Really not a lot to say about yesterday. Kip Wells danced around trouble for a while, but if you run through the raindrops long enough, you are going to get wet. Albert (it sounded like, since I listened to the game via XM) had a number of balls hit to the wall. A completely healthy Pujols might have had another three home run game instead of two sac flies and an out. The team continued to battle, even if they did fall short once again.
So it’s seven in a row at the worst possible time (and they are on a nine game road skid). But things could be worse. Here are seven reasons this streak isn’t the end of the world.
1) This means that, odds are, the Cardinals will do well this weekend. If they got swept, they’d be on an 11-game streak and that doesn’t happen in baseball all that often. Granted the fact that they are fielding half of a AAA lineup and rotation may skew things a little, but in the way of baseball, long streaks are often followed up with some good wins. I’d say that, in the flow of a baseball season, this means at least a split this weekend.
2) It’s not like we are watching Baltimore. Counting their record-setting game against the Rangers, they are 4-18 with scores of 30-3, 11-3, 15-8, 10-0 in a no-hitter, 17-2 and 18-6. At least, for the most part, the Cards are staying in games. All three of the games in Arizona and yesterday’s game as well were winnable games. If they pull off even half of those games, perhaps they are still in the race. It’s always better to see the team competing than getting blasted every night. We’ve seen enough of those the last couple of years.
3) It should have nailed the coffin closed. Sure, a sweep this weekend would get them back in the race, but does anyone really think this team can do that? I think it’s helped even the “blinded by the red” fans to start getting ready for the offseason and an October that won’t be red for the first time since 2003.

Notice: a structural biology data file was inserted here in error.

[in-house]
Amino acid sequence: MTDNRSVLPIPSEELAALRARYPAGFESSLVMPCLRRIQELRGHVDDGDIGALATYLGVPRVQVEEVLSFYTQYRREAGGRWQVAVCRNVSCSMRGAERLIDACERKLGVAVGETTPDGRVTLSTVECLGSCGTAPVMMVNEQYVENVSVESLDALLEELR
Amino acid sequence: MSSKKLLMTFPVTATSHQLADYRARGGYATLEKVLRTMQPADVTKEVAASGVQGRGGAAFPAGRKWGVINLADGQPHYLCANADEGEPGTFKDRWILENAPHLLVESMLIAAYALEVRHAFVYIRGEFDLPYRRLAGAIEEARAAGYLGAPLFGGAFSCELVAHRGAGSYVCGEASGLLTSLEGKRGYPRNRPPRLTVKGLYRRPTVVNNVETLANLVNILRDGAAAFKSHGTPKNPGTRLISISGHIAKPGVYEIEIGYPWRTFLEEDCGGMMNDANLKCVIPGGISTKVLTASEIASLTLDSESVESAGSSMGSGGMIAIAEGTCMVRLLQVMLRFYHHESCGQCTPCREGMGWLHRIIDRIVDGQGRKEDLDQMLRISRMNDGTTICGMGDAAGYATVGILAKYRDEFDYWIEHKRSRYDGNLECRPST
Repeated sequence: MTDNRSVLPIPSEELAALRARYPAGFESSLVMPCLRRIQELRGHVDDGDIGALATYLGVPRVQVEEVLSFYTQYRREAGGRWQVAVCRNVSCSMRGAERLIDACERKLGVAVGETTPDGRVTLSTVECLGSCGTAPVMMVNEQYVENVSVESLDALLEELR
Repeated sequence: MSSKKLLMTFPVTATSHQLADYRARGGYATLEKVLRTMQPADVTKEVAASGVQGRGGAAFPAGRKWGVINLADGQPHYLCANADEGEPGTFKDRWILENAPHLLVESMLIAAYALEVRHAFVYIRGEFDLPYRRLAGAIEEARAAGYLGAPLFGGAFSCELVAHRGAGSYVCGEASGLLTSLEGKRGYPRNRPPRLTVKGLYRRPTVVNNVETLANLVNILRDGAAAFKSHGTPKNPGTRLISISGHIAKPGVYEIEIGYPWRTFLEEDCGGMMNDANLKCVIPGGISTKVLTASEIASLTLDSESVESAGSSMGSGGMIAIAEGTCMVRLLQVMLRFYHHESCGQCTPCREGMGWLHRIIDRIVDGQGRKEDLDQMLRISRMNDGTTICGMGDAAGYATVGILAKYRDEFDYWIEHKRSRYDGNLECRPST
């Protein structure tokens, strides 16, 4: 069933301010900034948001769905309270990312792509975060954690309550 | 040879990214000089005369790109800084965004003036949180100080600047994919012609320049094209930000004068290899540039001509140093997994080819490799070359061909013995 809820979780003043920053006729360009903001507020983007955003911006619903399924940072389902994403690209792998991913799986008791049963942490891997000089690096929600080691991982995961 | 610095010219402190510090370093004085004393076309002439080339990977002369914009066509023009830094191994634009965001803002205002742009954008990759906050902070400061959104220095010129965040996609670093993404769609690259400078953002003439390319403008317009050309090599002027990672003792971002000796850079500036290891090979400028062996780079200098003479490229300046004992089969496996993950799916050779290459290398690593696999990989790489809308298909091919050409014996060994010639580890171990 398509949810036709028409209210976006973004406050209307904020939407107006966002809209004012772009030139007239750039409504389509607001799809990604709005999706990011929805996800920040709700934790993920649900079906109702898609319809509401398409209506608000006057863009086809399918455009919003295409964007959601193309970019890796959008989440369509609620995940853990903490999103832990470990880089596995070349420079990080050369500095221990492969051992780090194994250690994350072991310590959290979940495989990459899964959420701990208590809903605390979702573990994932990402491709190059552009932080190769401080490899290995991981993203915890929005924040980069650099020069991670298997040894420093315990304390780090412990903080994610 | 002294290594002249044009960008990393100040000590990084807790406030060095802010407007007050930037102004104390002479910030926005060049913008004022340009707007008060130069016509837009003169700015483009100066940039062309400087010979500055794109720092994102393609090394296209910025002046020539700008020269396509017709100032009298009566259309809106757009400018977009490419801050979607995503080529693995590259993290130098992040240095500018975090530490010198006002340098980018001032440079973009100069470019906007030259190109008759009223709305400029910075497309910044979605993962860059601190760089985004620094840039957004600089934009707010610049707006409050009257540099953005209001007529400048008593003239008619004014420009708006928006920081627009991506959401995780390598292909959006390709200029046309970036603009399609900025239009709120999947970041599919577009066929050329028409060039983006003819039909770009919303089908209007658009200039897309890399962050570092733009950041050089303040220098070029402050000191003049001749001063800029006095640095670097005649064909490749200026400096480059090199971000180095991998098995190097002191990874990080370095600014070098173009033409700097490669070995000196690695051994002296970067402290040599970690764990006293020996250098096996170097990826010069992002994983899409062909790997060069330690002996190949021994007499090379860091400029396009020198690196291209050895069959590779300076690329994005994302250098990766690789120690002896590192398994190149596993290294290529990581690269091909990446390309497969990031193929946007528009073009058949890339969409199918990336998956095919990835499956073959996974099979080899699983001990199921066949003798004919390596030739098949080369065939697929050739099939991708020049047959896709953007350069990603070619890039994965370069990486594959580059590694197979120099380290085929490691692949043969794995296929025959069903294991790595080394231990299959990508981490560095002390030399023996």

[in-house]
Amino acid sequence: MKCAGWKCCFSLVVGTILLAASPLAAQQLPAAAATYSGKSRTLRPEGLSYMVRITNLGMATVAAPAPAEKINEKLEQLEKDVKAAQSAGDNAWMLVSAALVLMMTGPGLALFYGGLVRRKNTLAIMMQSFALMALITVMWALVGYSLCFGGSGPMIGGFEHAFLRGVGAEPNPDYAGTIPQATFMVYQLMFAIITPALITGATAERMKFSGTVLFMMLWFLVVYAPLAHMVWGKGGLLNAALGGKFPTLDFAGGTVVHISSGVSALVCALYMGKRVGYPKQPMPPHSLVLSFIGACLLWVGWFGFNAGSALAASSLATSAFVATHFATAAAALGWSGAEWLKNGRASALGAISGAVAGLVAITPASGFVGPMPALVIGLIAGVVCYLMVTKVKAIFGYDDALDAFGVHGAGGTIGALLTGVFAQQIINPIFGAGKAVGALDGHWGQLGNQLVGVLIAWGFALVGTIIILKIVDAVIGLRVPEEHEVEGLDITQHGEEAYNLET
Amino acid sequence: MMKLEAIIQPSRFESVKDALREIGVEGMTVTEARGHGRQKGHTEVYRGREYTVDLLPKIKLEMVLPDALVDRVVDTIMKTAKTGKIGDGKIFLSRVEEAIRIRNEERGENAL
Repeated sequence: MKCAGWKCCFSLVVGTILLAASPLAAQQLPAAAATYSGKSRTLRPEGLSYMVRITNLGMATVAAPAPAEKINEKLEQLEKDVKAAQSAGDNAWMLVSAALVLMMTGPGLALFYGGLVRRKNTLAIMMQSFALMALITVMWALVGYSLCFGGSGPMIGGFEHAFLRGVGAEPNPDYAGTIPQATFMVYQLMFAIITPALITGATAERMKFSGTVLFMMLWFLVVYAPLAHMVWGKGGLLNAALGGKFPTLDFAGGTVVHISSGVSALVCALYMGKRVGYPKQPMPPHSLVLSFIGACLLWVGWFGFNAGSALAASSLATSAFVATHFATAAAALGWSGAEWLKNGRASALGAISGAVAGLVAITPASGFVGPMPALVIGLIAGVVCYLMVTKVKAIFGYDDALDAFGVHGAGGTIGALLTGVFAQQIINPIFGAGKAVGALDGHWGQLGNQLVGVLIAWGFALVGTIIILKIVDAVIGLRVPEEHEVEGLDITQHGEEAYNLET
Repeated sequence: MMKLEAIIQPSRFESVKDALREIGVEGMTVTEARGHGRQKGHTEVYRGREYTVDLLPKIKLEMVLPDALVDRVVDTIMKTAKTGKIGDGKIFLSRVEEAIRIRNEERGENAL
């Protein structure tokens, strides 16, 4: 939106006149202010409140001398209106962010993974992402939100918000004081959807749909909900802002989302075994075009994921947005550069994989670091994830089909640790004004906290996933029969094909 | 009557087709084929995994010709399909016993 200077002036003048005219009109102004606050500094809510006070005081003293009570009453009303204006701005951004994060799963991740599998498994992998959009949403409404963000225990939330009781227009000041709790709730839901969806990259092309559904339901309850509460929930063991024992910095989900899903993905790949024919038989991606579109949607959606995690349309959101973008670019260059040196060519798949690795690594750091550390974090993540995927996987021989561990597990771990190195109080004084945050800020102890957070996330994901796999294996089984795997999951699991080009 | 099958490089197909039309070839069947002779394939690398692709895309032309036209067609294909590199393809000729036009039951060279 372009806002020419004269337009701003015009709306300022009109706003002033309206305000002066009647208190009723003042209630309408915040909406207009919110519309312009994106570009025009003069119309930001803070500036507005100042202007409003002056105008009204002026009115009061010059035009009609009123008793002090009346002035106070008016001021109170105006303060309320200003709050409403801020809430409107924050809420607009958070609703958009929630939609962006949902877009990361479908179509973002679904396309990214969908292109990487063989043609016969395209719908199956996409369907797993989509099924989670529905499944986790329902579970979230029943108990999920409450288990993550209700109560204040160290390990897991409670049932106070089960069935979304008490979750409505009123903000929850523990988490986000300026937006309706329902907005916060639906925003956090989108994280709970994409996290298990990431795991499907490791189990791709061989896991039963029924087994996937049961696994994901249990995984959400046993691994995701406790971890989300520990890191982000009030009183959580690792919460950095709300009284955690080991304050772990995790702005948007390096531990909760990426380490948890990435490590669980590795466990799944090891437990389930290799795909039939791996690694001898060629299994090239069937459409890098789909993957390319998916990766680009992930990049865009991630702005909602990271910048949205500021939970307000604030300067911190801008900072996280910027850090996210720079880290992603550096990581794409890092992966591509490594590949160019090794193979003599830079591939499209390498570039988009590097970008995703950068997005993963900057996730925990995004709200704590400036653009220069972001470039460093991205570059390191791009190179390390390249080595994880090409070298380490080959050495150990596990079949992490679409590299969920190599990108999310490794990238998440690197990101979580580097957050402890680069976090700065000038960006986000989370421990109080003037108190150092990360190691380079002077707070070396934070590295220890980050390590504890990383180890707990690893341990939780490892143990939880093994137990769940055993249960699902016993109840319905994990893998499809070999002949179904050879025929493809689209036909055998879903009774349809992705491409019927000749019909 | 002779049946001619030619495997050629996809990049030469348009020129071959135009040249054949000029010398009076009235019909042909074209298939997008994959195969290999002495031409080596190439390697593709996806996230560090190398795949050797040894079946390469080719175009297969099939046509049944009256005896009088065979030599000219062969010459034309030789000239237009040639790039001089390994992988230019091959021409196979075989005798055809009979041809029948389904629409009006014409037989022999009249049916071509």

4) It’s helping sort out some things for next year. The chances of Kip Wells staying around, at least as a rotation guy, are getting less and less, especially if TLR stays. (BTW, I find it interesting that Duncan has a contract for next year and TLR doesn’t. Could they actually get split up and Duncan stay to work with a new manager? I’d be surprised, but who knows?) Rick Ankiel is finding out what kind of adjustments he is going to have to make to stay in the majors. People like Brenden Ryan and Ryan Ludwick are getting valuable playing time to help them be even better next year, hopefully. And Anthony Reyes is getting a chance to pitch for ’08, whether it’s in St. Louis or somewhere else.
5) It’s a reminder of last year. The Cards had two 8-game losing streaks last year, one a very memorable September swoon, and a 7-game skid. And anything that reminds us of 2006 can’t be all bad, can it?
6) It’s taken the anxiety out of watching games. When there is a lot on the line, I have trouble even watching the game. You don’t know how many times I flipped the channels from the game to something else in 2004 and 2006 (and, to be honest, in 2003 when the Cubs looked poised to go to the Series–until I flip back and see the Bartman replays. Great memories…..) When you divest yourself of an emotional attachment to the team, it’s a lot easier to take the losses. I was much more worked up about the first loss of the streak (which, it’s hard to believe now, would have put the Cards in first if it had gone the other way) than yesterday’s game against the Reds. Though, of course, losing any games to the Cubs while they are in the race will be agonizing.
7) Management has no delusions of what kind of team they have. Last year’s Series win helped people believe that the team was much closer to the dominant force of April and May than the team that couldn’t play .500 from June on. I was one of those people, and to be fair, the hypothesis didn’t get a whole lot of testing, with injury, death, off-field stuff, etc. turning this season into a fun-house reflection of what it should have been. While I’m not sure if there’s much in the off-season people can do to change the roster up for next year, it will be harder to believe that there is a first-rate team there, especially with Carpenter out for the entire year. Some of the same theories can be espoused, being that you can figure the team will be healthier next year, Mulder’s back for the whole year, etc., but there are still some holes that need to be filled. Unless you are hording for Johan Santana, then that’s a different story.
So, while a seven game slide isn’t the best thing to ever happen, it’s not the end of the world. Hopefully it stops tonight, though Carlos Zambrano has always been a tough matchup for the Cardinals. The Cards do get to send their One True Starter out there, though, so at least Wainwright should make it competitive. The Cards actually have their rotation set up the way they’d want it, with Wainwright, Looper, Pineiro and Mulder going. Pineiro hopefully can bounce back from Monday’s debacle against the Cubs and maybe Mulder can exploit their weakness against lefties.
It’s Cards-Cubs this weekend, though. Do you need anything more?